Oil prices have got limited boost after the US imposed sanctions on Venezuela’s oil exports. The direction of oil price movement is ultimately driven by the expectations of demand and supply balance. Oil demand is anticipated to reduce for the years ago amidst global economic slowdown, which is intensified by the trade war between US and China, the world’s two biggest consumers. On the supply side of the equation, oil production is relatively easy to adjust in the US, thanks to the shale gas boom began more than a decade ago. While OPEC and its non-OPEC allies (OPEC+) have endeavored to support price via output cut, the commitment is in question as the participants have their own agendas. Despite agreeing to extend the output for a total of 1.2M bpd from January to June 2018, it is reported that Igor Sechin, Russian oil giant Rosneft’s CEO, has pressured president Putin to withdraw from the deal. It appears that risk is skewed to the downside on demand, but to the upside on supply.
As an OPEC member, Venezuela is exempted from output cut due to the dramatic decline in oil production due to US sanction. It is believed that sanction on a country’s oil exports would trim world oil supply in an aggregate basis, thus boost oil price. The case is not strong enough for Venezuela.
Despite possessing the world’s biggest oil reserve, Venezuela’s crude oil production has been low, below 2.5M bpd, since 2000s, largely driven by geopolitical issues and mismanagement of oil companies. The downtrend accelerated in recent years. It is estimated that the country’s output declined to 2.1M bpd and 1.3M bpd, respectively, in the first 11 months of 2017 and 2018. While exporting over 90% of its output, the slump in production suggests that exports were constrained. Last year, Venezuela exported only 1.2M bpd of its oil, compared with about 7M bpd shipped by Saudi Arabia.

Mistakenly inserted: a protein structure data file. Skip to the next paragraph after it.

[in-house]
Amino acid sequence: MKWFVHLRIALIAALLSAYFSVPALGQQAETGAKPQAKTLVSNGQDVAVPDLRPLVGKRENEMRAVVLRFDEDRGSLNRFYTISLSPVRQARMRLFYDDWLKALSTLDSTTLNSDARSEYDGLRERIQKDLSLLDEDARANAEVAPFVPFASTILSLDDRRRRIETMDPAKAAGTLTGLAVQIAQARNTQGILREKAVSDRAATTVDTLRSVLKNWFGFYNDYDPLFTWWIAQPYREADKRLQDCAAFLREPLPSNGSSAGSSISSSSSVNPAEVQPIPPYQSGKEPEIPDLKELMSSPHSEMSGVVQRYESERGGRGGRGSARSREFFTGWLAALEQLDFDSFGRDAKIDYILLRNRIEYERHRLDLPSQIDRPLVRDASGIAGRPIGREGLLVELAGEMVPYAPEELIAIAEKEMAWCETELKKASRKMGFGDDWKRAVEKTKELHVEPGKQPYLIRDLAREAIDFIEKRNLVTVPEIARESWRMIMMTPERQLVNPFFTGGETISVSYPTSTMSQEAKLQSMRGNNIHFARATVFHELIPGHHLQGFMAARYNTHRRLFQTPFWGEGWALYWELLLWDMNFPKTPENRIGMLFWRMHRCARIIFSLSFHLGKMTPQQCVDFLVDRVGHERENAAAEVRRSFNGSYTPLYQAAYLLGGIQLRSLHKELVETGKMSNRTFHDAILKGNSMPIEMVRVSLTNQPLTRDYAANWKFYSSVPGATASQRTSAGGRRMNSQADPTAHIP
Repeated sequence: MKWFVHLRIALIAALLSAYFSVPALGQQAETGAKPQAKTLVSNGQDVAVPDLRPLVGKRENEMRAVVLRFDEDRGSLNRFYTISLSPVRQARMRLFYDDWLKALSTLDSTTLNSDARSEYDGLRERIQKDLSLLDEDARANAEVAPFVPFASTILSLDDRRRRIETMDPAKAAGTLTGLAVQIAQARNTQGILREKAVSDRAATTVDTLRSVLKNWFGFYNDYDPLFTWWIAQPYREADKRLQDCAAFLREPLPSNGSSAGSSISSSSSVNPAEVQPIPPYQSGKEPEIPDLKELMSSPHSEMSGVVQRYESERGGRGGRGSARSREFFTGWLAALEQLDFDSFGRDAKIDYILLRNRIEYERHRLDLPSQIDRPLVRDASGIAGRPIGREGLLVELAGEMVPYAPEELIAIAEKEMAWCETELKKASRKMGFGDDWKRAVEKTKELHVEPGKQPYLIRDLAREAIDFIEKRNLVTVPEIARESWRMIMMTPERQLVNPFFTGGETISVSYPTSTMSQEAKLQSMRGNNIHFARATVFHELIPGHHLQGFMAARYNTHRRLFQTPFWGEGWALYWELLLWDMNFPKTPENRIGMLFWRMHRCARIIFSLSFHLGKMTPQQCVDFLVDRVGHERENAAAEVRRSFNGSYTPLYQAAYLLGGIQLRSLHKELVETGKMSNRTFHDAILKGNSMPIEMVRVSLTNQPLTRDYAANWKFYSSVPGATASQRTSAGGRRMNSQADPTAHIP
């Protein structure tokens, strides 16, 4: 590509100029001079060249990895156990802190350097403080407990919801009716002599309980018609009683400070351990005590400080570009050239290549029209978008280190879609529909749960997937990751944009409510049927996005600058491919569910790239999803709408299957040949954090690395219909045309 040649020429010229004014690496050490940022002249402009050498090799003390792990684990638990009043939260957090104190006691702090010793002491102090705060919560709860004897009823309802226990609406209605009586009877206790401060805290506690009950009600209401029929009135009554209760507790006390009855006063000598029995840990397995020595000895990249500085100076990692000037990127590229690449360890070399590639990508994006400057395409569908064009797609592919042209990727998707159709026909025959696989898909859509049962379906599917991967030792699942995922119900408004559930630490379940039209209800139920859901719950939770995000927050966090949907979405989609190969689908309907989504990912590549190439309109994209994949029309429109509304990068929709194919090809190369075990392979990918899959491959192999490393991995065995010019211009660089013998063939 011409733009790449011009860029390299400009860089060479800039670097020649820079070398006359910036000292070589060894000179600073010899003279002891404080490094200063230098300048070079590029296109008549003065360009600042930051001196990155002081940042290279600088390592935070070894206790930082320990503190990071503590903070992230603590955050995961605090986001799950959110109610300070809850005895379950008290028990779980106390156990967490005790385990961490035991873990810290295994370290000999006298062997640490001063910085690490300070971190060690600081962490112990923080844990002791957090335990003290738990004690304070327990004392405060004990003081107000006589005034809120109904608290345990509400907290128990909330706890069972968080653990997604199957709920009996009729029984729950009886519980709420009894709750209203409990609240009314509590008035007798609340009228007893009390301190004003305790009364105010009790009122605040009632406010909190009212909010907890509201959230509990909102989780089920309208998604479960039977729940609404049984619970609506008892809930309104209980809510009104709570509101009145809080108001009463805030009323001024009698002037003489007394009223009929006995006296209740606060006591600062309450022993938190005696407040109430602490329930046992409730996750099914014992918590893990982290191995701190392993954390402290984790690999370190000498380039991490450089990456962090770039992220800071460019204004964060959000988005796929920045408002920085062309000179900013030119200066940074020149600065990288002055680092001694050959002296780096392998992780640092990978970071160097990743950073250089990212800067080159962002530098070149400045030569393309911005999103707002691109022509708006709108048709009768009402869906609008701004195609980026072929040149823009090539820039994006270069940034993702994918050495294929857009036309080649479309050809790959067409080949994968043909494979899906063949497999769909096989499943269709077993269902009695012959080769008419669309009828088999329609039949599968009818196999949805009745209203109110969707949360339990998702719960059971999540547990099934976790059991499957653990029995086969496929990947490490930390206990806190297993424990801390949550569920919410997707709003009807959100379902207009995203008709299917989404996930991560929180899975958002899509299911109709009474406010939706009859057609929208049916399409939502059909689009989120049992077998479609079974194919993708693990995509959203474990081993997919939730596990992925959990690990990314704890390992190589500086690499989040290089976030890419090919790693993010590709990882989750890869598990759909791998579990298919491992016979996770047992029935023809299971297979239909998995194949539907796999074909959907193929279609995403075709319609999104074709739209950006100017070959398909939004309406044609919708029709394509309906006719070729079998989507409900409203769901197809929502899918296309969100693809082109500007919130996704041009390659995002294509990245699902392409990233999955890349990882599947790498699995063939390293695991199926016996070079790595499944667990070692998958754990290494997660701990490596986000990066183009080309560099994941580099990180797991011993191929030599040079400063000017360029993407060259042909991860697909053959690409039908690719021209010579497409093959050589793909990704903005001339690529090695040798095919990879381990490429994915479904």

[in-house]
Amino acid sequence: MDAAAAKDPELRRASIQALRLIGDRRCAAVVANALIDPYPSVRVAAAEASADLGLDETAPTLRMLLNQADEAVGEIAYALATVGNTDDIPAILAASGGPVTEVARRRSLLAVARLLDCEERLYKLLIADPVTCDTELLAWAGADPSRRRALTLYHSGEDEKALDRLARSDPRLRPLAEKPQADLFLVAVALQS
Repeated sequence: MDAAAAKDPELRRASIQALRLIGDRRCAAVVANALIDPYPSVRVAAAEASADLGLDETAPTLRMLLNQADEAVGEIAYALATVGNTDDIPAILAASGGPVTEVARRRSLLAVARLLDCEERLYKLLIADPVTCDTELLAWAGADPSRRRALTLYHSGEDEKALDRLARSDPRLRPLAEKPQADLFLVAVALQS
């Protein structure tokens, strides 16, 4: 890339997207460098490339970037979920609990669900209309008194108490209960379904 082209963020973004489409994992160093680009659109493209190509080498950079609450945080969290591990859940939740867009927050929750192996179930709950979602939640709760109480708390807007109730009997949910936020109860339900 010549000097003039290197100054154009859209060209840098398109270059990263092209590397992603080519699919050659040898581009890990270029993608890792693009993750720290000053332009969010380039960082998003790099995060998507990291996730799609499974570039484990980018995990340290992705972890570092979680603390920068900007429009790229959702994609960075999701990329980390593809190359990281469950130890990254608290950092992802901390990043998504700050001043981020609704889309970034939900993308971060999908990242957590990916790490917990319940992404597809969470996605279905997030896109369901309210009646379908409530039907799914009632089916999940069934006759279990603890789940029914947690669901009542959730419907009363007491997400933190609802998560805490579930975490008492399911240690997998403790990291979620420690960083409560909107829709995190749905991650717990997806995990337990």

The scarce amount of exports indicates that sanctions should have little, if any, impact on oil prices. Notwithstanding diminished reliance on overseas oil, the US remains the world’s second largest oil importers. EIA’s data show that Venezuela is the fourth largest supplier of US crude imports. Yet, it took up about 8% of the total imports, compared with 43% from Canada. Region-wise, refiners from Gulf Coast used to import most of Venezuela’s crude oil. However, since early 2018, the region has imported more crude oil from Canada than from Venezuela. According to the EIA, Gulf Coast imports of Venezuelan crude oil declined to 0.498M bpd in the first 11 months of 2018, compared with 0.618M bpd in the same period in 2017. Meanwhile, imports by these refiners from Canada soared +0.113M bpd from the same period in 2017. A key reason for such change is that Gulf Coast refiners are increasing their demand for lighter grade crude, as a result of “increased refinery capacity and availability of lighter crude oils”, as well as “transportation constraints” that “limit the availability of heavy crude oils”.
A more self-sufficient US oil market has change the country’s foreign policy. From the Iraq war in the era of George Bush to Barack Obama’s withdrawal from Afghanistan, much was to deal with US’ lust for oil, a major national interest of the country. It is not surprising for Trump, who has been pressuring Saudi Arabia to lower oil prices, to toughen his stance on Venezuela, as the influence of the Latin American state diminishes on US’ oil security policy.